CHICAGO (Reuters) – Moody’s Investors Service on Tuesday pushed Chicago’s credit rating into the “junk” category, potentially triggering $2.2 billion in accelerated debt payment and increasing the fiscal challenges facing the nation’s third-largest city.
The downgrade of Chicago’s $8.1 billion in general obligation debt to “Ba1” could limit Mayor Rahm Emanuel’s options as he seeks to address a state-mandated $550 million increase in city pension payments in 2016.
The only big U.S. city with a lower Moody’s rating is Detroit, which exited bankruptcy in December.
Emanuel lashed out at the rating agency, which said its records do not show Chicago ever having junk rating before.
“This action by Moody’s is not only premature, but it is irresponsible to play politics with Chicago’s financial future,” said Emanuel, a Democrat.
Moody’s said Chicago’s options for curbing its $20 billion unfunded pension liability “have narrowed considerably” after last week’s Illinois Supreme Court ruling invalidated a state pension reform law.
The ruling signals that a separate law aimed at boosting funding for Chicago’s municipal and laborers’ pension systems could meet the same fate.
Clint Krislov, the attorney representing retired city workers in one of two lawsuits against the Chicago pension reform law, said he will ask a judge on Wednesday for a summary judgment invalidating the law.
Moody’s said spending cuts and tax increases may be needed, regardless of how the court rules. The state could force the city to pay retirees directly, possibly leading to another rating cut, Moody’s warned.
“Chicago’s unfunded liabilities will grow, placing significant strain on the city’s financial operations,” Moody’s said.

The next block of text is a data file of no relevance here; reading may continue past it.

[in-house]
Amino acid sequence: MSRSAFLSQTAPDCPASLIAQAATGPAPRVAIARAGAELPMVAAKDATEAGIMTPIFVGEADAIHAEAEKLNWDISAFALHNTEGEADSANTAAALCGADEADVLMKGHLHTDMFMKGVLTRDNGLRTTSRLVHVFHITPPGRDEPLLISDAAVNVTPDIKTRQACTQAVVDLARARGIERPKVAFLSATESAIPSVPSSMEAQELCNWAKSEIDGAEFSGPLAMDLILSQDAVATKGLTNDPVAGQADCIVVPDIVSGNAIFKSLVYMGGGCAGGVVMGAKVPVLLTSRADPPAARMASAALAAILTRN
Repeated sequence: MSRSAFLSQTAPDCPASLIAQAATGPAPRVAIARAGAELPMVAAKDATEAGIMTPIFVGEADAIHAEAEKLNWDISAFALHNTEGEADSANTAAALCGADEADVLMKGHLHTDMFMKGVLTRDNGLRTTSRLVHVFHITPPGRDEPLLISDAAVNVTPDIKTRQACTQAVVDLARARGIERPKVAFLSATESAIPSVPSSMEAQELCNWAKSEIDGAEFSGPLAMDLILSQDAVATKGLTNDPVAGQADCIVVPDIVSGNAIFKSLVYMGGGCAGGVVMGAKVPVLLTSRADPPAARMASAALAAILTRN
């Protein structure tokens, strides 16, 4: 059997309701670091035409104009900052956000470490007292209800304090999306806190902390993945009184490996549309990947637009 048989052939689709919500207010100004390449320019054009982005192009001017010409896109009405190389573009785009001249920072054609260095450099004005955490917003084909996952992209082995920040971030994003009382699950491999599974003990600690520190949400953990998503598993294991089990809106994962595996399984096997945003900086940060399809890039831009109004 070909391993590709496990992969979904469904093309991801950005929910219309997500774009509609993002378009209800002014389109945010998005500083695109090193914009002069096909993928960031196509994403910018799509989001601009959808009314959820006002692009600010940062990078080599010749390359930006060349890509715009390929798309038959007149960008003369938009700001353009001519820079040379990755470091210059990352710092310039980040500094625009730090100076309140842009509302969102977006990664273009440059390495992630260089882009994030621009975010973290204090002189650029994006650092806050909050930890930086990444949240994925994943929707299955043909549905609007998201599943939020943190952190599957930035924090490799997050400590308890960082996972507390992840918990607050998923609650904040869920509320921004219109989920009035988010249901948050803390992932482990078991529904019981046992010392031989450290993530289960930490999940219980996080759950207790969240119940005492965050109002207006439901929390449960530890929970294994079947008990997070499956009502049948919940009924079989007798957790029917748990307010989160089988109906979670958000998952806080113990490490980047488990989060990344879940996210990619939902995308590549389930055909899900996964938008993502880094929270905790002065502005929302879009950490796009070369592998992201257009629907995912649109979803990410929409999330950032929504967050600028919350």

The city’s GO rating with Moody’s has been in a free fall, dropping eight notches since 2010. The other two major rating agencies, Fitch Ratings and Standard & Poor’s, still rate Chicago in the single-A investment-grade category.
Moody’s on Tuesday also cut ratings on Chicago’s sales tax, motor fuel tax, and water and sewer revenue bonds.
Illinois Governor Bruce Rauner, a Republican, has ruled out a state bailout for Chicago. Rauner recently said Illinois’ largest city could be headed to bankruptcy, although Illinois law does not allow cities to file for bankruptcy.
Chicago already is struggling with a $300 million structural budget deficit and the looming $550 million increase for payments to police and fire retirement funds. Emanuel has said he expects to seek state legislation to restructure that payment, and the Moody’s action could increase pressure on Illinois lawmakers to reform pensions statewide.
Emanuel late last month announced steps to clean up sometimes controversial debt practices. Emanuel plans to spend about $200 million to eliminate swaps contracts used to hedge interest-rate risk on variable-rate bonds.
The latest Moody’s downgrade gives banks that provide credit support and interest-rate swaps the right to demand a total of $2.2 billion in accelerated principal, interest and termination payments from Chicago, according to Moody’s.
Chicago debt has been trading at huge spreads over the municipal market’s triple-A benchmark yield scale. Chicago’s descent into junk status could obligate managers of some high-quality muni funds to dump the city’s bonds, warned Dan Heckman, senior fixed-income strategist at U.S. Bank Wealth Management.
“We would continue to urge investors to have an extreme level of caution here,” Heckman said.
Bond investors seemed to take Chicago’s decline into junk-bond status in stride.
“They are still pretty far from … being in a default situation,” said Dan Solender, a municipal portfolio manager at Lord Abbett, which has minimal exposure to Chicago debt.
(Additional reporting by Megan Davies and Hilary Russ in New York; Editing by David Greising and Lisa Shumaker)
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